For this post we stay in Kachemak Bay, Alaska, and take a look at some of the other birds we saw that afternoon. I knew this would be a big day, if not for total number of species, at least for number of new to me species. I was right. Life list birds just kept coming and coming.
As we puttered slowly through the bay we spotted a pair of Aleutian Terns perched on a floating log. I am partial to terns, with their long wings and short legs. They are graceful and acrobatic fliers, and I love watching them stoop and dive into the water.
|Aleutian Terns rest on a log.|
As we floated closer to the pair they took off, with one of them flying right by the boat.
|Aleutian Tern in flight.|
We saw many species where just a few birds were present. This pair of Pigeon Guillemots watched us closely...
...until they too had had enough and took to the air. I felt kind of bad about disturbing all these birds, but it was nice to get to see them in flight--how else would we have seen those bright orange legs?
|Pigeon Guillemot takes flight. I'm always happy when I manage to get these "action shots" in focus!|
As the day moved on the breeze picked up a bit and the water got a little choppier. We were making our way to Gull Island when someone spotted these Tufted Puffins. I cannot tell you what a stir they caused. Such a dynamic and sought-after bird, their clown-like faces are a delight.
One of them was gathering nesting material. They too nest on Gull Island, although I did not see any on the island itself.
|Tufted Puffin with nesting material.|
A little bit later, as the bay became choppier still, a pair of Horned Puffins showed up. I couldn't believe our luck!
|Horned Puffins. Notice the difference in bill color, lack of tufts, and the black "horns" around their eyes.|
So now we're back to the cacophony of Gull Island. Last time I showed you kittiwakes, this time we will marvel at the Common Murres. Thousands of Common Murres.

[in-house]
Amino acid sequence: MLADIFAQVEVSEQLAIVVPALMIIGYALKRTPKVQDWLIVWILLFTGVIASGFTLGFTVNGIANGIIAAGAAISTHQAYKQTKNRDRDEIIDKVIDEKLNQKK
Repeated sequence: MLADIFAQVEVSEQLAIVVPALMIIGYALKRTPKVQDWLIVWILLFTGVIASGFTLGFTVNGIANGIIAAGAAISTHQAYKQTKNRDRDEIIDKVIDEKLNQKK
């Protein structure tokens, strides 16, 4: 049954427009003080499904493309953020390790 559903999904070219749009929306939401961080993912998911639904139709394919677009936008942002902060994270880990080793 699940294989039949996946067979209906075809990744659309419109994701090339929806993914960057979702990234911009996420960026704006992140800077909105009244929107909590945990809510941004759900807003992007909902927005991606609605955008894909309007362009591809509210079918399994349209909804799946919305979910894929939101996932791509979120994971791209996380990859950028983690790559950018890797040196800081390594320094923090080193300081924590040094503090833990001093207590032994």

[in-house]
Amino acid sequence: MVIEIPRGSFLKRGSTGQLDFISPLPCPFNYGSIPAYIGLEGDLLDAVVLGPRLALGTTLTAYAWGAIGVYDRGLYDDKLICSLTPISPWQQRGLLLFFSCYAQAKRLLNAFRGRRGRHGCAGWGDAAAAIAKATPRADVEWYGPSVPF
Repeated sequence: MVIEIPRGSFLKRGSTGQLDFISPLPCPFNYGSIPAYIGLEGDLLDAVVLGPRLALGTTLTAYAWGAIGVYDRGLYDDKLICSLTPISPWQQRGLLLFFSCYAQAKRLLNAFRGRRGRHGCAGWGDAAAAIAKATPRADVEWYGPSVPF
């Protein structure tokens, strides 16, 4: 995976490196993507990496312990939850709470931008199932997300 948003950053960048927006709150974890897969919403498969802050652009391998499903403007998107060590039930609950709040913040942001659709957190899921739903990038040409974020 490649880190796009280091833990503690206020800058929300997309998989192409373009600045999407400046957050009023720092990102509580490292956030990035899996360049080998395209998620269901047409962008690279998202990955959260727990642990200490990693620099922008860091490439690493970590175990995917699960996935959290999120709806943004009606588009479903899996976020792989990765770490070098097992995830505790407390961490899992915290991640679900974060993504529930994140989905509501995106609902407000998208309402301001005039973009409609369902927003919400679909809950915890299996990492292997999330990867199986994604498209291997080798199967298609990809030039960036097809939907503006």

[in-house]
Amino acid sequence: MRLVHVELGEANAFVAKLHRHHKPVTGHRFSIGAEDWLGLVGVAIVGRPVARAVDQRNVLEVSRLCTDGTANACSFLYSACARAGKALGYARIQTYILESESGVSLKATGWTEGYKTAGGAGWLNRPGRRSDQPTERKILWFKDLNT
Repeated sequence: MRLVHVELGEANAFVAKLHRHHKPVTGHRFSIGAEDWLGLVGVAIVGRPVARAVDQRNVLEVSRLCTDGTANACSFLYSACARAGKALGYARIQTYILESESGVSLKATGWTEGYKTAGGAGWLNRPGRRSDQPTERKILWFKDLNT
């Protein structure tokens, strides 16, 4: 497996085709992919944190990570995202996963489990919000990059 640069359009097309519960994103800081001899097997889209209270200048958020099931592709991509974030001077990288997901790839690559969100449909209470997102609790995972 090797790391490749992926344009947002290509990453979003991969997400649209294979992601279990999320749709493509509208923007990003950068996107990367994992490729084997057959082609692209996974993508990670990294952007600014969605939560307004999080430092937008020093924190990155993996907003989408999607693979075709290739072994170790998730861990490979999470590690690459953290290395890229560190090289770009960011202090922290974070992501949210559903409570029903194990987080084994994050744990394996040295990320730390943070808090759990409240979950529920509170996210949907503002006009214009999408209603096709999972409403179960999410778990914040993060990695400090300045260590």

|A large raft of Common Murres floats near Gull Island, with the Kenai Mountains in the background.|
The bay was thick with these birds.
Looking closely at these Common Murres, one can see they are made for diving. They are often compared to penguins but I think they more closely resemble loons, with their super-smooth heads and stout bills. Much like loons, their legs are set back quite far on their bodies, which makes them good swimmers but not so good on land. The only time they're on land is to nest.
Here you can see their very upright posture, a result of their legs being so far back. Common Murres don't build nests--they lay a single egg directly on the rock.
|Common Murres on Gull Island.|
While we floated around Gull Island, more and more murres kept arriving. It was simply fantastic.
In all I saw 14 different species out on Kachemak Bay, 11 of which were lifers. It was a fine afternoon of birding. But the highlight of the day wasn't a winged creature--it had whiskers, big floppy back feet and floated around on its back, making us all squeal with delight.
Next: Sea Otters!!